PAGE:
It’s basic diet math: Take in more calories than you burn, and you’ll gain weight. But startling new research on blood oranges suggests the ruby-red citrus might bend that equation in dieters’ favor.

Though results need to be confirmed with human trials, Italian researchers found that mice who drank the juice of blood oranges with their standard diet ended up 13% lighter at the end of three months. Other mice were fed a very high-fat diet complimented by either tap water, blood orange juice, regular orange juice or an anthocyanin extract. As expected, the fat-fed mice got fat — gaining as much as 23% in body weight — EXCEPT for the blood orange mice, who gained no weight at all!

Some previous research suggests the blood orange anthocyanin C3G (also found in strawberries, blueberries, raspberries and red grapes) deserves the credit, by enhancing fat burning and calorie conversion. Yet fat-fed mice on the anthocyanin extract still gained some weight — yet more evidence that the  whole food is always better than the sum of its parts. For example, blood oranges are also high in fiber, which can triple weight loss, and pectin fiber in particular, which helps dieters feel more full. Blood oranges are also high in  vitamin C, which may contribute to metabolism, during exercise.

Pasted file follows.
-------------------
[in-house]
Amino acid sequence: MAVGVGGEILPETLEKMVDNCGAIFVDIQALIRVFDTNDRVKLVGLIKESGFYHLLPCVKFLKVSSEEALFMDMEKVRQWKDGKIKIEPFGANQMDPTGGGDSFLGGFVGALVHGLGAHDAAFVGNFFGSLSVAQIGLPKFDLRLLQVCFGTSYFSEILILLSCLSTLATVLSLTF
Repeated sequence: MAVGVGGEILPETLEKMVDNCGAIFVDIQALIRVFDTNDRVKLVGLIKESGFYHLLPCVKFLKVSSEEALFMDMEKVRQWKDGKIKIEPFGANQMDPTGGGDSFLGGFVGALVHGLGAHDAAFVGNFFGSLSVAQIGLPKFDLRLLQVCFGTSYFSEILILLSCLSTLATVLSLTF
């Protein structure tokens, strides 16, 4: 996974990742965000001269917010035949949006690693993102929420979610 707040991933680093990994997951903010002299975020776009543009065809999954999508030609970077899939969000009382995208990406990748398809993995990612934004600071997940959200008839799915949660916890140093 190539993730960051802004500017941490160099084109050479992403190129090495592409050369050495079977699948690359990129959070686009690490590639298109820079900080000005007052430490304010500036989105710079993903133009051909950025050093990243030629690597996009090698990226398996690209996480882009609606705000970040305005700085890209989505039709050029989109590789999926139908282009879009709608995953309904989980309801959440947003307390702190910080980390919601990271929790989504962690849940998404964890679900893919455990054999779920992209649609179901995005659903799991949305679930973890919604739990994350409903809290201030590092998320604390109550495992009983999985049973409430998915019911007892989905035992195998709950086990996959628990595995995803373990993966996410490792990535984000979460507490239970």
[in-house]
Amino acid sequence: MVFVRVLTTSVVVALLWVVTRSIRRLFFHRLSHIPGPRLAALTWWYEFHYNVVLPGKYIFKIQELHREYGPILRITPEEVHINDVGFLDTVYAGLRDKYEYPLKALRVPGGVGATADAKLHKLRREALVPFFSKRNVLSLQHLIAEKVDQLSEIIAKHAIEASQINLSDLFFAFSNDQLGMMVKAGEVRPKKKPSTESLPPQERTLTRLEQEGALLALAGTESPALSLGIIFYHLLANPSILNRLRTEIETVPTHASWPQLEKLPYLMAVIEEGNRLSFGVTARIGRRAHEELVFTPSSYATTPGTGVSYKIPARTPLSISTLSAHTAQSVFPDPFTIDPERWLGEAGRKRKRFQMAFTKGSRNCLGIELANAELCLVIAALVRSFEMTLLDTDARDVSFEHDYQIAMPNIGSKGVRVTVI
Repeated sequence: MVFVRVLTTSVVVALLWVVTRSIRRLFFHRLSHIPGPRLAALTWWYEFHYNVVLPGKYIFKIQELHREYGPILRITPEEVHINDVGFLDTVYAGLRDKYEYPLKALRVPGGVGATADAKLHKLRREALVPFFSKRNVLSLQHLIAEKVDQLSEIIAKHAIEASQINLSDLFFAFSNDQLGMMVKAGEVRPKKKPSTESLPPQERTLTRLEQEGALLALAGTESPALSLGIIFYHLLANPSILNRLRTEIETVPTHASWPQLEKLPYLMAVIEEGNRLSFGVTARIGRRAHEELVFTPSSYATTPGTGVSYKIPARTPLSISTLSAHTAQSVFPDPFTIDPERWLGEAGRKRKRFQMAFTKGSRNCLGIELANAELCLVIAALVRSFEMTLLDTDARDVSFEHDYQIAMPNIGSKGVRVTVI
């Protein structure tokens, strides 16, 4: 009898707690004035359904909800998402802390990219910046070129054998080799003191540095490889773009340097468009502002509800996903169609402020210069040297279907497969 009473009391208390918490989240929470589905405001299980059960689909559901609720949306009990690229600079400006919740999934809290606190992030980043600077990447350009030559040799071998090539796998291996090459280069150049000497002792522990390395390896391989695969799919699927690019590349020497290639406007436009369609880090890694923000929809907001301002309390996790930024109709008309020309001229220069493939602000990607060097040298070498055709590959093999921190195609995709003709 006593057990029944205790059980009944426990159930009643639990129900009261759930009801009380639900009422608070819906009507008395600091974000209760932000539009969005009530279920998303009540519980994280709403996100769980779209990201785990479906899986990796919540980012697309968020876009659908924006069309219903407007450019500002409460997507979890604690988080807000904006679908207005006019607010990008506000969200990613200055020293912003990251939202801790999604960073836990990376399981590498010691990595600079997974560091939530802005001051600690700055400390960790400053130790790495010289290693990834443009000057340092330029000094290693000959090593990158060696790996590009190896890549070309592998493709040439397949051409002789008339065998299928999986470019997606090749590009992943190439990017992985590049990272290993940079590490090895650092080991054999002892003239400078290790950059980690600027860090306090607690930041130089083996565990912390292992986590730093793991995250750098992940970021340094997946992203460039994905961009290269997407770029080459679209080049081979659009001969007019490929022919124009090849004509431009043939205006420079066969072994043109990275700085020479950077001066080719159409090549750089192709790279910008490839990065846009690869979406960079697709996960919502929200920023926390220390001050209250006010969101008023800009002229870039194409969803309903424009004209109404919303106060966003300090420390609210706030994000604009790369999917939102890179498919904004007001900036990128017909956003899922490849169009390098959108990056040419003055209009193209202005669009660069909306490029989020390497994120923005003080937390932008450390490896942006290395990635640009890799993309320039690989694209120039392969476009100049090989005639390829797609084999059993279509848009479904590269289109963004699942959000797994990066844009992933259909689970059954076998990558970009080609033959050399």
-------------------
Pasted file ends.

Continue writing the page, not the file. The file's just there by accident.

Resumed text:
Bonus:  Blood oranges may have benefits beyond weight loss. High citrus consumption was linked to a 50% lower risk of cancers of the mouth, throat and stomach, in one study.

Published March 1, 2010